After remaining firmly against membership for decades, public opinion in both countries shifted rapidly this year. Polls show more than 70% of Finns and about 50% of Swedes now favor joining.
The shocking scenes playing out in Ukraine made Finns draw the conclusion that “this could happen to us,” said Charly Salonius-Pasternak, a researcher at the Finnish Institute of International Affairs.
During the Cold War, Finland stayed away from NATO to avoid provoking the Soviet Union, while Sweden already had a tradition of neutrality dating to the end of the Napoleonic Wars. But both countries built up robust conscription-based armed forces to counter any Soviet threat. Sweden even had a nuclear weapons program but scrapped it in the 1960s.
The threat of a conflict flared up in October 1981 when a Soviet submarine ran aground off the coast of southwestern Sweden. Eventually the sub was tugged back out to sea, ending a tense standoff between Swedish forces and a Soviet rescue fleet.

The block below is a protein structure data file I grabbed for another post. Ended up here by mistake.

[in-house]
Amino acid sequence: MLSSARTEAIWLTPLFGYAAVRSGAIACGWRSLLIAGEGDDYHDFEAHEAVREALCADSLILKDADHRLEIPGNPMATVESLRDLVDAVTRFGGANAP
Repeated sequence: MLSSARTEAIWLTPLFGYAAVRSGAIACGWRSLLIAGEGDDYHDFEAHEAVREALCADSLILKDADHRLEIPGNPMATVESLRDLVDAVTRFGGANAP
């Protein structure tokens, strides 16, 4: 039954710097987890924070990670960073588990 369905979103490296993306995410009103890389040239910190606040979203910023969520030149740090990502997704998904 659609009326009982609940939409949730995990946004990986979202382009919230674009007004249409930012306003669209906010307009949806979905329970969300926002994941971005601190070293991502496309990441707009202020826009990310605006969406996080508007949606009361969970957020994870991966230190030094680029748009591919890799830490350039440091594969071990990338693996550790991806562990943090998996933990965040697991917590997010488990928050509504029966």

As Russia’s military power declined in the 1990s, Finland kept its guard high, while Sweden, considering a conflict with Russia increasingly unlikely, downsized its military and shifted its focus from territorial defense toward peacekeeping missions in faraway conflict zones.
Russia’s annexation of Crimea in 2014 prompted the Swedes to reassess the security situation. They reintroduced conscription and started rebuilding defensive capabilities, including on the strategically important Baltic Sea island of Gotland.
Defense analysts say Finland and Sweden have modern and competent armed forces that would significantly boost NATO’s capabilities in Northern Europe. Finnish and Swedish forces train so often with NATO that they are essentially interoperable.
Adding new members typically takes months, because those decisions need to be ratified by all 30 NATO members. But in the case of Finland and Sweden, the accession process could be done “in a couple of weeks,” according to a NATO official who briefed reporters on condition that he not be identified because no application has been made by the two countries.
“These are not normal times,” he said.
Lorne Cook contributed to this report from Brussels.
Follow the AP’s coverage of the war at https://apnews.com/hub/russia-ukraine